The Adventure Park – “The Best Day of My Whole Life”
When I first heard about The Adventure Park opening in West Bloomfield last summer I was intrigued. I thought it sounded great, but didn’t know how my daughter would feel about it. This year, her Girl Scout troop decided to use their cookie money to plan a trip to the Adventure Park to go zip lining. My daughter was extremely excited for her trip today. Families were invited to participate as well. Since I was cookie parent, I opted not to zip-line in order to help the leader organize and also to take pictures for the review.
The Adventure Park is located at 6600 West Maple Rd in West Bloomfield, about 40 minutes from Ann Arbor. It is located in the trees behind the Jewish Community Center (so don’t be surprised when your navigation system tells you to turn into the JCC). There are a few parking spaces near the entrance (most of the spaces in this area are reserved for pickup/dropoff at what appears to be a daycare). However there is plenty of parking available in the large lot.
The Adventure Park Course
Before arrival, I was not sure what the Adventure Park would be like. I was under the impression that the zip-lining and ropes courses were separate. Instead, there are a series of ropes courses with different elements to cross. Each ropes course incorporates one or more zip-line elements.
There are ropes courses at various difficulty levels. Kids need to be at least 5 or 6 to try the easiest courses with an adult (one child per adult). Different supervision options are needed for the more difficult courses based on the child’s age. As a 9 year old, there were some courses my daughter could do alone, some with supervision from the ground, some with an adult on the course with her, and others that you had to be older to even attempt. There are walking paths through the park where you can observe (and offer suggestions or take pictures) near the easier courses.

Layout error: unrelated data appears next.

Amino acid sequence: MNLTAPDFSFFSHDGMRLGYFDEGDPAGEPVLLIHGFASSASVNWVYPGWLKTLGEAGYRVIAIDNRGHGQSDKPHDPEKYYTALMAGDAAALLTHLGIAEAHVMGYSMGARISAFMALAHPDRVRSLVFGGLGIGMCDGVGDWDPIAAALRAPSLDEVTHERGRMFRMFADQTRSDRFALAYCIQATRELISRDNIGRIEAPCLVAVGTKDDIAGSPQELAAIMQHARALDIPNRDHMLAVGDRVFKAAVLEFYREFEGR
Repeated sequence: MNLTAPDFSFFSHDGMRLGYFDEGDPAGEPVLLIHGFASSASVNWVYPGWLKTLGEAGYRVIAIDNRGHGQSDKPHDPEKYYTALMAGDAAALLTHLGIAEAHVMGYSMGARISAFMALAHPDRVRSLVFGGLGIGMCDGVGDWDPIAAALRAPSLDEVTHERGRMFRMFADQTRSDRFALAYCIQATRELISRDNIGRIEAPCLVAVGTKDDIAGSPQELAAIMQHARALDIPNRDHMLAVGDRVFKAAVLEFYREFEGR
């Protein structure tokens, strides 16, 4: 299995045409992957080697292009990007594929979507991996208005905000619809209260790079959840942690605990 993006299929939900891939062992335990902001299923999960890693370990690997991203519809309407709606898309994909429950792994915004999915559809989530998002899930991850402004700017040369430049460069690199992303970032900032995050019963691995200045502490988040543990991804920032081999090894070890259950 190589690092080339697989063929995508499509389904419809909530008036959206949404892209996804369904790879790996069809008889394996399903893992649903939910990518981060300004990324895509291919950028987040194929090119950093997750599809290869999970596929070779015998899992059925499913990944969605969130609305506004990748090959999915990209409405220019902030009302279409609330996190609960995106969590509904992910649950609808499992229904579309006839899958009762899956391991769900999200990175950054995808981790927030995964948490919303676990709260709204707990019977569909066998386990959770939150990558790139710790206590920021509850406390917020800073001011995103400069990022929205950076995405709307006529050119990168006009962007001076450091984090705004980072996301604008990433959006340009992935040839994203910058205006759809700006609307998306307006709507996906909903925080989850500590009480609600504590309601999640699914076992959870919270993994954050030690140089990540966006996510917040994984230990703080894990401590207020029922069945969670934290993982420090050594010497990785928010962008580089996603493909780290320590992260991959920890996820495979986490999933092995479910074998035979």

Visiting The Adventure Park
Your visit will start at their office near the parking lot where each participant will receive a wristband indicating their age level (which courses they are allowed on) and it’s expiration time (wristbands are valid for 3 hours). After receiving your wristband, you will head back to The Adventure Park. Once at the Adventure Park, you will receive help securing your harness and equipment. They will walk the group through putting the harness on and securing it step by step. Kids will definitely need some help securing their harnesses tightly. As a non-climber I was able to help with one of our groups (we had more than 50 climbers, so we were spit into 3 groups).
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After your group has their harnesses secure, you will proceed to the training area where you will receive instructions on how to secure yourself to a line, how to transition between lines, and how to zipline. The final preparation stage is a small training course that is close to the ground so that you can practice closer to the ground. While climbing, each climber has two carabiners one of which will always be locked to a line (the only way to unlock a carabiner is to lock the other carabiner). Then, you are set free to explore the Adventure Park.
The Adventure Park was well staffed with staff at several key places to provide advice, and to monitor technique. They also had ladders available to “rescue” anyone who decided that they were on a course outside of their comfort zone. We did have a few people get rescued at various points.
Facilities at The Adventure Park
The Adventure Park is an outdoor facility. They have a picnic area with tents and tents that can be reserved for groups. There are bottled water dispensers available through the park with paper cone cups. The There are port-a-potties available on site.
What to Bring/Wear